For our next TGG, we have the amazing Parvathi Madhu. Parvathi graduated in 2019 with a Dual Degree in Metallurgy and Material Sciences and is now a consultant at McKinsey & Company. She was an Events core, and was briefly with us as a T5E correspondent also (she facilitated quite a few t5e interviews with Saarang spotlight speakers). She shares insight into her insti life and learnings, and how to be a stud at it all!
If somebody had told me on my first day of college that the next 5 years will define you more than the past 18, I would’ve laughed at the incongruity of the statement. But sitting here, three months out of college and writing this – I feel like someone fresh out of a break-up. I cannot imagine loving another place more, or being as happy as I was in insti anywhere else.
It wasn’t always like this.
I vividly remember my first day on campus – one tiny lost mallu kid among a sea of other kids who all seemed to know each other and spoke in some strange language (I later found out that it’s called Telugu).
Having studied in the same school for 12 years, I was severely lacking in social skills since the last friend I made had been 6 years old. As I walked into my hostel room through corridors smelling of monkey poop I was convinced that I was in for a horrific five years.
But insti has a way of sneaking up on you when you’re least expecting it – this time it was in the form of three wonderful roommates. We were a curious mix of introverts and extroverts, but one all-night gossip session and a joint love of avakkai pickle were all it took to make us life long friends (it’s been three months since college, and they still seem to like me). Growing up together on campus brings people together as few other things can, and at the end of it, you’ll find that you have a friend for every situation – from the trusted Biriyani friend to the absolutely irreplaceable Proxy friend.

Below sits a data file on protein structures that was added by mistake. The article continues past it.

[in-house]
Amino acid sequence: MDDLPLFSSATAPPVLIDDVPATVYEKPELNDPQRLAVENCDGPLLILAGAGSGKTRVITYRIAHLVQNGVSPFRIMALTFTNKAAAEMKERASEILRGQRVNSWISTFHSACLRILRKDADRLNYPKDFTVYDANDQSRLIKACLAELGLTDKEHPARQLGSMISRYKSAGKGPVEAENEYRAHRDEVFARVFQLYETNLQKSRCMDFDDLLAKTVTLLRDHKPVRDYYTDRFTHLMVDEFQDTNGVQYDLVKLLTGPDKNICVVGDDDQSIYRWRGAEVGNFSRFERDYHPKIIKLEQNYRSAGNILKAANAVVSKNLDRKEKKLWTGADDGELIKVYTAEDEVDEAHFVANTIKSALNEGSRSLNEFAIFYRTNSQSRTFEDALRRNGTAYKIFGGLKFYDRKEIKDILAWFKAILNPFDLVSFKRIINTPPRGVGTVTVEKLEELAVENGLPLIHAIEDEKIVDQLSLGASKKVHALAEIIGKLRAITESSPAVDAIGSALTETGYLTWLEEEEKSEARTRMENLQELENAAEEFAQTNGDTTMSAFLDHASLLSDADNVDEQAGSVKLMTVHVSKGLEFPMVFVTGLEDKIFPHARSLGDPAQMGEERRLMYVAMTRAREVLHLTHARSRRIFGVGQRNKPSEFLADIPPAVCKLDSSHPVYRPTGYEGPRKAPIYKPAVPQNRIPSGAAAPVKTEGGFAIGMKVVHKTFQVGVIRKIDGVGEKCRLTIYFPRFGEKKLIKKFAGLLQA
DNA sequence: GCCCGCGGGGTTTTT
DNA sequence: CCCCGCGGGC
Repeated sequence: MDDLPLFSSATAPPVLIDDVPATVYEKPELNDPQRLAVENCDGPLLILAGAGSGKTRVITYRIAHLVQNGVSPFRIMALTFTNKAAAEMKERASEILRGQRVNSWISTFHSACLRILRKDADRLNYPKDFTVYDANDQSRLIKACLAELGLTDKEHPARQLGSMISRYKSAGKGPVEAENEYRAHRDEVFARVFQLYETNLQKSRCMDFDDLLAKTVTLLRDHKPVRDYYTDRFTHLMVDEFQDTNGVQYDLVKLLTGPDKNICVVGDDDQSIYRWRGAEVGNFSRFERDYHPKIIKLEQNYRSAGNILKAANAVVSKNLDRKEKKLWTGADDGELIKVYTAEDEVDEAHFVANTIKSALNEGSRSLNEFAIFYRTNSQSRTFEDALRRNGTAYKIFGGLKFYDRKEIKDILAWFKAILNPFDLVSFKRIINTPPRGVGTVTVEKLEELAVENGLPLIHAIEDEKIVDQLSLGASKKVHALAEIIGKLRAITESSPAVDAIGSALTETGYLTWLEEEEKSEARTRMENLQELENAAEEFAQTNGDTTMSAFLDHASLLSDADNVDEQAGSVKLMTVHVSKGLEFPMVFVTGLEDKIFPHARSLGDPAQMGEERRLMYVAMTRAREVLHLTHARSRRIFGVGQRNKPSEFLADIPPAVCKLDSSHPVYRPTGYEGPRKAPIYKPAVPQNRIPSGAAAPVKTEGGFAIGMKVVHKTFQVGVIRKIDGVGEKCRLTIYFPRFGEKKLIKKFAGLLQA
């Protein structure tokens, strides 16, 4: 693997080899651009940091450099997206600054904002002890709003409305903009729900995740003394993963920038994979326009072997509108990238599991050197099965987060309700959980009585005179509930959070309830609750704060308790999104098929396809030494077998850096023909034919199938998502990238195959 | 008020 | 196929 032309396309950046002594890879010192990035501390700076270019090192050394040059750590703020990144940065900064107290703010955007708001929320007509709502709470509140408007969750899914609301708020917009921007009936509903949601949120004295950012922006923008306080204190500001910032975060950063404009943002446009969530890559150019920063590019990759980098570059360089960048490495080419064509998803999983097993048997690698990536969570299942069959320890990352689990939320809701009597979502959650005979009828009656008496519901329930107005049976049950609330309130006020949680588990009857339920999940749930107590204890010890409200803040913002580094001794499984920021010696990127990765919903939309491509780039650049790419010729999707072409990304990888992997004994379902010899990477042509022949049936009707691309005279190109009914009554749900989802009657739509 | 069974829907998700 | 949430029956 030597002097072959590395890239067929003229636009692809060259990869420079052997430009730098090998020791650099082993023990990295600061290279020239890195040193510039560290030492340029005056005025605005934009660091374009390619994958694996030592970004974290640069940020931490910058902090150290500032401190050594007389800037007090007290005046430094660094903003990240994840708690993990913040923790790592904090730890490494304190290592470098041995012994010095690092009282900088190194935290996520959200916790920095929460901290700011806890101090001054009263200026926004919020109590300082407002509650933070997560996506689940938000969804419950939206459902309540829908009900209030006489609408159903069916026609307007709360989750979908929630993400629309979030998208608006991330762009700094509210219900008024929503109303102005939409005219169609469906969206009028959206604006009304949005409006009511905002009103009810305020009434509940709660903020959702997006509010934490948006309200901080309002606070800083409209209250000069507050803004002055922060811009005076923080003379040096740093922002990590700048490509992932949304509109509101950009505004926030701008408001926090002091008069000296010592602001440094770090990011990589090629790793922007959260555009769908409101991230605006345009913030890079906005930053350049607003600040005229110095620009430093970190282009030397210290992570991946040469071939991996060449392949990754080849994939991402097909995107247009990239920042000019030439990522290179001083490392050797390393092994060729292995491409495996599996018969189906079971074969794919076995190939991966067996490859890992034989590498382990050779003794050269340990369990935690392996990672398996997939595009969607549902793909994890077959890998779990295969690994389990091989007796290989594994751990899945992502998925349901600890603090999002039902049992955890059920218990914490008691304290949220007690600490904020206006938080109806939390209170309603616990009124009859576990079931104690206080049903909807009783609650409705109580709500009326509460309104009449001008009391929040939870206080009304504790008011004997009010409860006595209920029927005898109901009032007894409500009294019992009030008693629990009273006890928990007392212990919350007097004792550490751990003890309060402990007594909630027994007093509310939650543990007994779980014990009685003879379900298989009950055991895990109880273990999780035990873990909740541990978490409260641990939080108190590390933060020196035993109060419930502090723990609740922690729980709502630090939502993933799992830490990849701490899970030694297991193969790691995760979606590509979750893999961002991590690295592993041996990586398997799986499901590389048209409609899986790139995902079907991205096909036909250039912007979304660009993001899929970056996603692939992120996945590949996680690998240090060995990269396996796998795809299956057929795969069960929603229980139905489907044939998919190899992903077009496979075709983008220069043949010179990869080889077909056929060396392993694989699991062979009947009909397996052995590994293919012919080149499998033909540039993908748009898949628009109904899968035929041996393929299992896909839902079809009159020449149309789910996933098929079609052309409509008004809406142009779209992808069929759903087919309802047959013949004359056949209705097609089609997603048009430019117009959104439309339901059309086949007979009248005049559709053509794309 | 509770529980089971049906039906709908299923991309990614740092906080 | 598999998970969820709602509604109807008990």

Apart from the people, another wonderful gift that insti grants you is the opportunity to reinvent yourself. There’s something about the sheer vastness of the forest that makes you feel free of any prior expectations and definitions.
For people who are already comfortable in their own skin, this may not seem that great – but for me, who walked into insti with a bag of insecurities and banana chips, insti was my chance to create a new version of myself. It wasn’t easy – I still remember going for freshie night auditions and then never going back a second time. But when I was asked to volunteer a second time, I jumped at the opportunity and ended up finding something I truly loved doing. That’s all it takes here – one teeny, yet huge leap of faith.
That leap of faith was the best decision I ever made because it gave me so many unforgettable memories. A particular favourite is that of me and the organizing team standing on the OAT stage on the last day of Saarang. It was the first time in my life that I truly felt a sense of accomplishment – because I had been a part of something bigger than myself, and had worked my heart out for something, no strings attached, no reward expected. And hence Saarang will forever remain my benchmark for what the perfect job will be.
There are so many other stories that I wish I could somehow cram into a hundred words – from running around Saarang without chappals and dancing to Lean-On on the Carnival stage to going for random early morning pongal vadas or sitting at Ramu for hours on end.